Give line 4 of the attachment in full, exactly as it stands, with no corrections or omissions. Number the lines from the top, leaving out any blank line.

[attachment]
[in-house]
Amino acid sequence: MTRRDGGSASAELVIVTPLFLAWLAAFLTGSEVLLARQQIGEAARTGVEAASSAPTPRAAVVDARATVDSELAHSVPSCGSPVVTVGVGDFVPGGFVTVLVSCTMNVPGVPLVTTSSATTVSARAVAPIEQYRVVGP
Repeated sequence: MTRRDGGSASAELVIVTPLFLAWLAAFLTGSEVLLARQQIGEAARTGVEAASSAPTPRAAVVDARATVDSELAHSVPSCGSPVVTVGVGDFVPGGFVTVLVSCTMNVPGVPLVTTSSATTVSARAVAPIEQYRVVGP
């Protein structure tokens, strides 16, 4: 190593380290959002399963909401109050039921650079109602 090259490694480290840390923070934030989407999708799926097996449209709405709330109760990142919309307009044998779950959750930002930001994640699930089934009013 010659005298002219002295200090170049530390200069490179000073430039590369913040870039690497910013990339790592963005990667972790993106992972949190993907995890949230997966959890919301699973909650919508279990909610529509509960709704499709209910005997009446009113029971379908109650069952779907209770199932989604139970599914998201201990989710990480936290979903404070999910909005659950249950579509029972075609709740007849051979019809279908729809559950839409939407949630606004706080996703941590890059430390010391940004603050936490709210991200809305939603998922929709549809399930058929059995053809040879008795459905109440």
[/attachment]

């Protein structure tokens, strides 16, 4: 190593380290959002399963909401109050039921650079109602 090259490694480290840390923070934030989407999708799926097996449209709405709330109760990142919309307009044998779950959750930002930001994640699930089934009013 010659005298002219002295200090170049530390200069490179000073430039590369913040870039690497910013990339790592963005990667972790993106992972949190993907995890949230997966959890919301699973909650919508279990909610529509509960709704499709209910005997009446009113029971379908109650069952779907209770199932989604139970599914998201201990989710990480936290979903404070999910909005659950249950579509029972075609709740007849051979019809279908729809559950839409939407949630606004706080996703941590890059430390010391940004603050936490709210991200809305939603998922929709549809399930058929059995053809040879008795459905109440």